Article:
Florence Oltrarno Now a World Heritage Site
Joining the city’s historical center, a number of landmarks in Florence’s Oltrarno neighborhood immediately across the Arno river have been declared Unesco World Heritage sites. The updated list includes the church and abbey of San Miniato al Monte, the neighboring church of San Salvatore al Monte, Le Rampe, Piazzale Michelangelo plus the Iris and the Rose Gardens (Giardino dell’Iris and Giardino delle Rose).
The basilica di San Miniato takes its name from the martyr St. Minias buried beneath it, a 3rd century Armenian who lived as a hermit near Florence, prosecuted for his Christian faith by the Roman emperor Decius. “This is the gate of Heaven” is inscribed in Latin above the church’s Holy Door, and one can see how truly fitting these words are upon entering and glimpsing the equally beautiful and welcoming interior.
The smooth walls, adorned with uncomplicated patterns, come alive as sunlight slants in through the windows. Every surface seems to be home to an architectural or artistic wonder of some sort. Classical-style capitals can be seen in the supporting columns of the church, taken from the remains of Roman buildings. One of the particularly striking floor panels contains every sign of the zodiac entwined in elaborate lace-like vines, creepers, and foliage — all etched in stone.
Works by some of the most famous Florentine artists of the late Middle Ages and the Renaissance can be found amidst the church’s plentiful adornments. Especially dazzling are the golden, Byzantine-style mosaics in the presbytery. The frescoes on the crypt’s vaulted ceilings were painted by Taddeo Gaddi, a follower of Giotto. Other remarkable frescoes include Michelozzo’s recently restored Chapel of the Crucifix, and traces of Paolo Uccello’s scenes of monastic life, which exhibit a groundbreaking use of perspective, a Florentine invention during the Renaissance.
The Chapel of the Cardinal of Portugal, added in 1473, is especially vibrant. It houses the tomb of Cardinal Iacopo of Lisbon, who fell ill and died while visiting San Miniato in 1459. Constructed in the Renaissance style, blue and white ceramics by Luca della Robbia adorn the ceiling, standing out against a backdrop of eye-popping yellow and green geometric patterning.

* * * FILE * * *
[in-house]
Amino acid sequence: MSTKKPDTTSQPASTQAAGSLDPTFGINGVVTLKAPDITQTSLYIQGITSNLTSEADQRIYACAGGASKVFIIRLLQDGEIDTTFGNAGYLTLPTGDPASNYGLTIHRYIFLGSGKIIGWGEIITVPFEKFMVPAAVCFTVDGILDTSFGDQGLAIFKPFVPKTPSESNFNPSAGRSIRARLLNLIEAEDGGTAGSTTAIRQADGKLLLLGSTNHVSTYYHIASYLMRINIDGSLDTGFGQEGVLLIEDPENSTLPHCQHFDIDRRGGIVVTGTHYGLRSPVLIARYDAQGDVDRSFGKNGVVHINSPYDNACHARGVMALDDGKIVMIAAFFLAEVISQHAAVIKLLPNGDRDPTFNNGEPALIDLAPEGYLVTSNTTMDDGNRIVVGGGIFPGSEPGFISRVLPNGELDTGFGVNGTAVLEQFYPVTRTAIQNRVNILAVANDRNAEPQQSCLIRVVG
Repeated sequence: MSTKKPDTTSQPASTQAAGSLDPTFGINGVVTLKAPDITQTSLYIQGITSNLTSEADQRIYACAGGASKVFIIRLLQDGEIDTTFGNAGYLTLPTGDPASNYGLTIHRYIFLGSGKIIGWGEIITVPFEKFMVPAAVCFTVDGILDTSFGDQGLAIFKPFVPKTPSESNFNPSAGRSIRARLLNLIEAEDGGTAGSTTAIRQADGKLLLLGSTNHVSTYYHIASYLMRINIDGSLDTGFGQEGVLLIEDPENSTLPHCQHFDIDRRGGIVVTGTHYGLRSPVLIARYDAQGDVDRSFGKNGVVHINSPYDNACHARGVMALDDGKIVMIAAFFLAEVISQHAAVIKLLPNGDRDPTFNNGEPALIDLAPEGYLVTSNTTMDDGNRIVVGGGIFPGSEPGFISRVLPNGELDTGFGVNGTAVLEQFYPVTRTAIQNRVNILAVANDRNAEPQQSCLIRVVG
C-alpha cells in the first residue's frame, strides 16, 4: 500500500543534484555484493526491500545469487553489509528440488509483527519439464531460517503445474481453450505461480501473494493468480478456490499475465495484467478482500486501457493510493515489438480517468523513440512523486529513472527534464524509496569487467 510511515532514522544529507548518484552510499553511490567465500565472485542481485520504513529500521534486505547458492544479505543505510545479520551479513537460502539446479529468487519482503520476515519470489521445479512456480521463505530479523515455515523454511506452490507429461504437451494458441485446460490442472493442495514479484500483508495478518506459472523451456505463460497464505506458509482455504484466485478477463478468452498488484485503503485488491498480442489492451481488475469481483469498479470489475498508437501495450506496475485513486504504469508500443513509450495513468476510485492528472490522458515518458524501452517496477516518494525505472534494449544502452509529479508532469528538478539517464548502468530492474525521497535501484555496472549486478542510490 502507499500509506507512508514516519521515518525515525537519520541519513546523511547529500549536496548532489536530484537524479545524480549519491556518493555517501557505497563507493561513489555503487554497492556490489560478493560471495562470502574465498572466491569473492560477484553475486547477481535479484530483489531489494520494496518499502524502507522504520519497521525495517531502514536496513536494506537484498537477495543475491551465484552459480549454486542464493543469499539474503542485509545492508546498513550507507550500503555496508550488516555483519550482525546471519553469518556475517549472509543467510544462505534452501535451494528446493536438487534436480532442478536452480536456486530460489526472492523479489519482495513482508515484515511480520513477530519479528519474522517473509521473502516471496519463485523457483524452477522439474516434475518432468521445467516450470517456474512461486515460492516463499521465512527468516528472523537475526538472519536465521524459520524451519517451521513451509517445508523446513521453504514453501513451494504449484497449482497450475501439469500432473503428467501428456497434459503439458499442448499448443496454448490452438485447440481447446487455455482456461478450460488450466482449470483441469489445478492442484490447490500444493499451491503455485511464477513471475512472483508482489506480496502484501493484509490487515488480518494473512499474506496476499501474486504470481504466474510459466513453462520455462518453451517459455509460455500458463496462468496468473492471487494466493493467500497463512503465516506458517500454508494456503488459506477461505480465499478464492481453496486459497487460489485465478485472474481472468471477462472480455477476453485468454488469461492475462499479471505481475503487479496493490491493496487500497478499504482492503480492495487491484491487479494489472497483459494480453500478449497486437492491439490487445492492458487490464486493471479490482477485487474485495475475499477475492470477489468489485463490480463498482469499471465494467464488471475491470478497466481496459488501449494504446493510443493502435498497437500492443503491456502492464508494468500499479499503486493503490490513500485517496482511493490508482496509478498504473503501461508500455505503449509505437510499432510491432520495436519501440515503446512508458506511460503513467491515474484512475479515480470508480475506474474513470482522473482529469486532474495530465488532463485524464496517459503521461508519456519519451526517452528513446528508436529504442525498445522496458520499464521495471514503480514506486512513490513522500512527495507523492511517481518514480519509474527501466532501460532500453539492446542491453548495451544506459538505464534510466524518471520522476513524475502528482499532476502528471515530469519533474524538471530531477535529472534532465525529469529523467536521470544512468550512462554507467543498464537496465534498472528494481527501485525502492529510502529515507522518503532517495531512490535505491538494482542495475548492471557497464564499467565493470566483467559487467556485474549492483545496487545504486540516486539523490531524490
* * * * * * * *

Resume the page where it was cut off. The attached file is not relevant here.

Though the Florence skyline, from Brunelleschi’s imposing dome to Santa Croce’s spire, is fully visible from the church’s steps, San Miniato is free from the crowds of the historical center, standing apart from the selfie-crazed chaos of Piazza Michelangelo down the street. The church’s grounds are a tourist-free oasis floating above Florence, peace and solemnity prevailing as one walks through the cemetery or sits at a pew inside, looking up at the intricate ceiling.
The adjoining monastery, founded in 1018 by Hildebrand, Bishop of Florence, is still active. Work, contemplation, and prayer remain ever vital to the Benedictine monks, whose lives hum on behind the basilica’s façade of white and green Tuscan marble and the monastery’s plain brown walls. It is the most recognizable feature of this jewel of Romanesque architecture, sometimes even referred to as “Proto-Renaissance.” The quietly stunning façade makes it easy for awestruck onlookers to miss the sweeping view of the city just behind them. (tyler bunton)
Below San Miniato is Florence’s iconic overlook dedicated to visitors and residents enjoying and photographing the view. The bronze copy of Michelangelo’s David is currently under wraps, undergoing restoration.
Tucked into the sheltered corner of Piazzale Michelangelo, an almost secret Iris garden with more than 2,500 different varieties is in full bloom during spring. Iris lovers of the world have donated a number of plants.
The secluded area is a relaxing escape, filled with only distant echoes of Florence. The Italian Iris Society, headquartered in Florence for its historical attachment to the flower, maintains the flowerbeds and sponsors an annual international iris competition.
Filled with thousands of plants, 350 different species of roses, fountains and sculptures by Jean-Michel Folon, the Rose Garden is open free of charge 365 days a year.
Built between 1872 and 1876, Le Rampe are divided into three levels containing multiple basins and water-filled grottos which are installed along the path from San Niccolò Tower to Piazzale Michelangelo. Over the years Le Rampe fell into a state of disrepair, however, the complex has been restored to its former glory thanks to an almost two million-euro loan from Fondazione CR Firenze. As part of the recently completed restoration project, tanks were waterproofed, wells and a water recirculation system were installed, weeds were removed and the original flora was replanted. (isabelle blank)